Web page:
It’s odd to contemplate the enormous conservative and religious backlash that greeted Hail Mary, since in many ways it feels like one of Godard’s most devotional and reverential films. Transplanting Mary (Myriem Roussel) and Joseph (Thierry Rode) to mid-80s France – Mary is the daughter of a petrol attendant, Joseph a taxi driver – it’s utterly devoid of even the residual whimsy of Godard’s early 80s output, swathing Mary in a chaste, cool fluorescence that settles over her like a dispersed halo, a beatification that’s never complete. For the most part, Godard opts to defamiliarise rather than retell the story, moving from one extraordinary, elliptical composition to another, as if to intuit rather than explain the mysteries of virgin birth, while subjecting Mary to all the quotidian vulgarities of everyday life only to couch and cushion her inextricable virginity in the process. For that reason, it often feels like the point at which Godard really starts to break down his narrative film work to the building blocks of his later quasi-documentary output – virgin images, immaculately conceived shots, in which his camera seems to spontaneously calibrate itself against everything it lights upon, leaving Godard with little to do but bear witness to the mystery. That gives a sense of revelation, but incomplete, ongoing and collectively available revelation, as is proper to Godard’s socialist sense of history, which is perhaps the ultimate reason why it generated such negative publicity from some quarters. Every moment and space, however incidental or casual, seems to reach out with a collective yearning that had always been there in Godard’s work, but is intensified here to a Second Wave nocturne that’s like watching the endless mornings and long languorous afternoons of his 60s films finally arriving at their evening. Even the few daylight scenes are draped in cool turquoise tints that make it feel as if the blue hour is never far away, while every gesture seems to converge on dawn or dusk, a gathering austerity and purity that’s as striking against this 80s backdrop as Godard’s promiscuity and hyperactivity was against the 60s. Poised on the brink of the Mitterand-Chirac period, it’s the palette of a cohabited France, but also the palette of video seguing into Godard’s subsequent digital murk, a breathtaking vision of a neon-world growing dimmer and dimmer as it waits for an epiphany that seems to arrive with each shot, only to be displaced and dispersed by the next.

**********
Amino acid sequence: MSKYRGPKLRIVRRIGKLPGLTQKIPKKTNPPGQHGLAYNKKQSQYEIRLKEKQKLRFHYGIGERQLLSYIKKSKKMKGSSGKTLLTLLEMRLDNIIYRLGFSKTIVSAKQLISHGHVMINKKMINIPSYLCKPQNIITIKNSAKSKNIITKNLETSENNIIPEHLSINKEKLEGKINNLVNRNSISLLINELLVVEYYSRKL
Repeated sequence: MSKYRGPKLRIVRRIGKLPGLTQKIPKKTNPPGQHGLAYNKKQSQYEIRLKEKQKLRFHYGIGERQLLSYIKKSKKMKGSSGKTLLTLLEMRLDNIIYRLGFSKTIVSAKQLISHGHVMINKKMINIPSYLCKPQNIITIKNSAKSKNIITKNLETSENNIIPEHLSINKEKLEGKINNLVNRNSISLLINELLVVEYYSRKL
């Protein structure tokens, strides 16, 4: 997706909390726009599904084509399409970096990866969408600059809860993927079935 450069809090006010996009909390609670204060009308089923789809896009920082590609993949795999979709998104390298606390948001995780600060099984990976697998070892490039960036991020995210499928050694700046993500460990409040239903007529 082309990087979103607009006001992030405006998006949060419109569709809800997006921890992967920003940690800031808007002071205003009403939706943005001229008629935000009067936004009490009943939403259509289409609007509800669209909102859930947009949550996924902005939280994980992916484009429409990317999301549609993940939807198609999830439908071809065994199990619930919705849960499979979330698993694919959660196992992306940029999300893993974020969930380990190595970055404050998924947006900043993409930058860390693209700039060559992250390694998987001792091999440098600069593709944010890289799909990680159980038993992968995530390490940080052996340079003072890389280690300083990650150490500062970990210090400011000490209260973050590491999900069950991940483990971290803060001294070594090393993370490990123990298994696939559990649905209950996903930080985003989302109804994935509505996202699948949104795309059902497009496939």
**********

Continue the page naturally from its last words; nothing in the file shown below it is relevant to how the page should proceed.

Friday
Dec122014

Godard: Sympathy For The Devil (1968)

Released as the concert film was just starting to gain traction, Jean-Luc Godard’s first documentary offered a fascinating alternative – a rehearsal film – that in some ways feels more prescient of music television than music cinema, although its style and aspiration is highly cinematic. Setting out to answer the question of where a song actually comes from, Godard alternates footage of the Rolling Stones rehearsing what would come to be “Sympathy For The Devil” with a series of tableaux that range from a personification of Democracy to a series of interviews with Black Panthers, and are connected mainly by a certain tendency towards socialist propositions, statements and manifestos. At first, the two parts of the film feel a little incongruous, but as time goes by, it starts to feel as if Godard is aiming to evoke the whole swathe of competing, often contradictory voices simmering beneath the surface of this countercultural anthem, the crowds behind the song, and the crowds that would end up listening to the song, which feel even more viscerally present than they might in a conventional concert film. While it’s fascinating, then, to hear the song evolving and transforming, it’s even more fascinating to witness how organically and subliminally Godard intertwines it with cultural marginalia, bric-a-brac and detritus that at first glance would appear to be light years away from it – an unconscious palimpsest of influences that often makes the band feel more like a radio antenna than a collection of individuals, absorbing sound bites and frequencies from near and far. As much as the song does move towards a finished, refined work – in fact, you only feel that it’s only by absorbing Godard’s own radical presence in the studio that it manages to becomes such a perfect anthem – Godard also beautifully expands and elasticises the different layers and parts until it feels like a collaboration with its historical moment, a pressure point for an entire generation and epoch, as the rehearsal gradually turns into a jam session, devolving the music back into the ether, not unlike the first few moments after you’ve finished listening to a song but can still hear it in the air and world around you. Shot in its entirety in long, liquid pans, as if Godard were trying to gather up as much of the present moment as possible, or trying to make the song as panoramic and expansive as possible, trying to fit it to its historical horizon, it’s mystical and materialist at the same time – a vision of the Stones as so many vehicles for cultural energies that exceed and dwarf them, while making them seem more flamboyantly attuned to their moment at the same time.